Prussian Poland Civil Registration

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Definition[edit | edit source]

  • Civil registration is the vital records (records of births, marriages, and deaths) made by the government. Civil registration records (zapisy cywilne) are an excellent source for information on names, dates, and places of births, marriages, and deaths.
  • Legally, civil records were to be kept by state officials. Because there were not enough state officials, the clergy were frequently appointed as civil registrars. The clergy were required to make civil copies of birth, marriage, and death records. These are known as "civil transcripts of church records" (see Poland Church Records).
  • Because the church was involved in early civil registration, it is difficult to clearly distinguish between civil registration and church records.

In 1795, the old Kingdom of Poland was conquered and divided among Russia, Austria, and Prussia. Civil registration coverage varied for each part of Poland controlled by Russia, Prussia, or Austria. This article covers information about civil registration in the Prussian-controlled part of Poland. For the other parts of Poland, see:

West Prussia (Westpreussen)Pomerania (Pommern)East Prussia (Oustpreussen)BrandenburgPosenGalicia (Austrian PolandSilesia (Schlesien)Russian PolandPoland 1815-1918.png

Time Coverage[edit | edit source]

Civil authorities in the German territories of Poland began registering births, marriages, and deaths in 1874. The people were required to report all births, marriages, and deaths to a civil registrar (Standesamt).

Language of the Records[edit | edit source]

From 1874 to 1918, records were kept in German. Some areas were annexed to Poland after World War I, and began using Polish. After 1945, all those areas were annexed and using Polish.

North SchleswigMemelFree City of DanzigFree City of DanzigPomeraniaUpper SilesiaSilesiaHultschiner LaendchenPosenWest PrussiaPosenWest PrussiaSouthern East PrussiaSilesiaNorthern East PrussiaHultschiner LaendchenPomeraniaSilesiaAlsace-LorrainePomeraniaMalmedy-EupenAlsace-LorraineAlsace-LorraineCountries formerly in Germany.png

Information Recorded in Civil Registers[edit | edit source]

Information recorded in Prussian civil registration records was quite standardized. German forms were used, which required specific details.

Prussian Birth Records (Geburten, akta urodzeń)[edit | edit source]

Birth records usually give:

  • the child’s name,
  • sex,
  • date and place of birth,
  • and parents’ names.

They sometimes give:

  • the age of the parents,
  • occupation of the father, and
  • marital status of mother.

Births were generally registered within a day of the child’s birth by the father, a neighbor of the family, or the midwife. Corrections to a birth record may have been added as a marginal note, sometimes years later.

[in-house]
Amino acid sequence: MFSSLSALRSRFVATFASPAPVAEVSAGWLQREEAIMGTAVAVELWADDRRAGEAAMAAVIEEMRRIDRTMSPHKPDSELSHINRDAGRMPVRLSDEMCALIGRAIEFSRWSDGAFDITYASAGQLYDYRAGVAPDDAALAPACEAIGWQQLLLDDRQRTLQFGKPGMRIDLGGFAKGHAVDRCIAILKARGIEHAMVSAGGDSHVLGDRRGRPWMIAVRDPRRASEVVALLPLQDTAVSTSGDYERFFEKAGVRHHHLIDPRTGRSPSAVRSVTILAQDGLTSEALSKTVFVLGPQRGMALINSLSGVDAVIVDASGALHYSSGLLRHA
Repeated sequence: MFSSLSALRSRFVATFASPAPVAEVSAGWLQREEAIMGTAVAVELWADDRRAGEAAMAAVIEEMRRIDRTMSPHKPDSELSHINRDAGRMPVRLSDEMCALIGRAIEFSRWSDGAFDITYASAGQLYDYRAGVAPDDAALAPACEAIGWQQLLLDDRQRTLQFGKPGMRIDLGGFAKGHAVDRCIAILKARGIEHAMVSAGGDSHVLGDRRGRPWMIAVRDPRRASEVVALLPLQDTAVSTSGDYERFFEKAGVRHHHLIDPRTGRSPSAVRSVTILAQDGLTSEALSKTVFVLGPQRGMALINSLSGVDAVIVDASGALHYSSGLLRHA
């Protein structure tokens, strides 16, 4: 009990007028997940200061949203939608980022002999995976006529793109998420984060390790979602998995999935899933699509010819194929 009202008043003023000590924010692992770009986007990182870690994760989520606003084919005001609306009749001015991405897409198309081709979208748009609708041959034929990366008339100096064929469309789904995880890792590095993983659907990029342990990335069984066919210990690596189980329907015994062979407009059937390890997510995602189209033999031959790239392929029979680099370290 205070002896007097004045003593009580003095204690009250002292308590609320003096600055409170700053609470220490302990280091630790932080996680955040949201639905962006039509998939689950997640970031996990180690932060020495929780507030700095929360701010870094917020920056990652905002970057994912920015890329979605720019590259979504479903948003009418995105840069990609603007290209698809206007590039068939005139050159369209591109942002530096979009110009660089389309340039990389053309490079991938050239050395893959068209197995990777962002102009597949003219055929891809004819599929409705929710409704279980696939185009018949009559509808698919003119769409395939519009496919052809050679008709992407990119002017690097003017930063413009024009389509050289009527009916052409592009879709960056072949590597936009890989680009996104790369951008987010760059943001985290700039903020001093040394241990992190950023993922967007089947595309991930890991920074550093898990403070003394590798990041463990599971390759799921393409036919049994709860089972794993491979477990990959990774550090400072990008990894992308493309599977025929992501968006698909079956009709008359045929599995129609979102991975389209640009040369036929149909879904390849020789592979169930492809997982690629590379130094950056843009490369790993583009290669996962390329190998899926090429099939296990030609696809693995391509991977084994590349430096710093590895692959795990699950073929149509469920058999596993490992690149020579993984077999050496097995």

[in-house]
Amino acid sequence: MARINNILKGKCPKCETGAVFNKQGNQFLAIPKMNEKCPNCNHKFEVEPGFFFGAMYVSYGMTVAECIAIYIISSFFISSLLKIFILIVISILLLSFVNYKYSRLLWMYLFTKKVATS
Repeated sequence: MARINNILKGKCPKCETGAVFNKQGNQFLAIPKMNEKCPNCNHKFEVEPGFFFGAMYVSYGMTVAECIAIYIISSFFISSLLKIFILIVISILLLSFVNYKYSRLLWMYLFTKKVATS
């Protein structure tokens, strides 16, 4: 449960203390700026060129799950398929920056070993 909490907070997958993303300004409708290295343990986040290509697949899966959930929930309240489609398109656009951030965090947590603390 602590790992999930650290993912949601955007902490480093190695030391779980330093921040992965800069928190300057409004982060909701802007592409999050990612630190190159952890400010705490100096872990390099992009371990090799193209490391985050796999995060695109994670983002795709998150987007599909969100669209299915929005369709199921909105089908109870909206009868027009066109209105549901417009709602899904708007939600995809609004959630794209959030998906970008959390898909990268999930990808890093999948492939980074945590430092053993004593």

Prussian Marriage Records (Heiraten, akta małżeństw)[edit | edit source]

Marriages were often recorded in the parish where the bride lived. After 1874 Prussian law required a civil marriage ceremony in addition to a church ceremony. There may be records for both. Civil marriage records may include more information than the church records. When church and civil records are available, search both.

Marriage registers give:

  • the date of the marriage,
  • the names of the bride and groom, and
  • the names of witnesses.

They often include:

  • the bride’s and groom’s ages,
  • birthplaces,
  • residences,
  • occupations, and
  • parents’ names.

In cases of second and later marriages, the records may include names of previous partners and their death dates. Often a note is made whether a parent or other party gave permission for the marriage.

Supporting documents were often filed by the bride or groom in support of their request to be married. Records proving their birth may have been required at the time, although these papers were probably not kept in the marriage register. Information obtained from supporting documents was often written into the actual marriage record. These documents are usually not microfilmed but might be obtained from a civil registration office.

Prussian Divorce Records (Ehescheidungen, akta rozwodowe)[edit | edit source]

Divorces before the mid-20th century were uncommon. The Catholic Church did not allow divorces, and divorces were discouraged in protestant religions, although some marriages may have been annulled. Civil officials began keeping divorce records with the beginning of civil registration. Records of divorces may contain:

  • information on family members,
  • marital history,
  • property,
  • residences, and
  • dates of other important events such as the children’s births.

Often a record of divorce was inserted later as a marginal note in the marriage register.

The Family History Library has almost no divorce records in its Polish collection. You may be able to obtain information from divorce records by contacting the courthouse of the town where the divorce took place or the archives serving the area.

Prussian Death Records (Tote, akta zgonów)[edit | edit source]

Death records are especially helpful because they may provide important information on a person’s birth, spouse, and parents. Civil death records may exist for individuals for whom there are no birth or marriage records. Deaths were usually registered within a few days of the death in the town or city where the person died.

Early death records generally give:

  • the name, date, and place of death.

After 1874 they usually included:

  • the age or date of birth and
  • sometimes the birthplace,
  • residence,
  • occupation,
  • cause of death,
  • burial information,
  • informant’s name (often a relative), and
  • the name of a spouse or parents.

Information about parents and birthplace and date of the deceased and other information in a death record may be inaccurate since the informant may not have had complete information.

Indexes[edit | edit source]

The use of the Polish civil registers is further simplified by the indexes that usually accompany them. Indexes were prepared on a yearly basis. The birth, marriage, and death records were each indexed separately. The index is usually found immediately after the records indexed. In some cases the separate birth, marriage, and death indexes are grouped together at the end of the year’s records.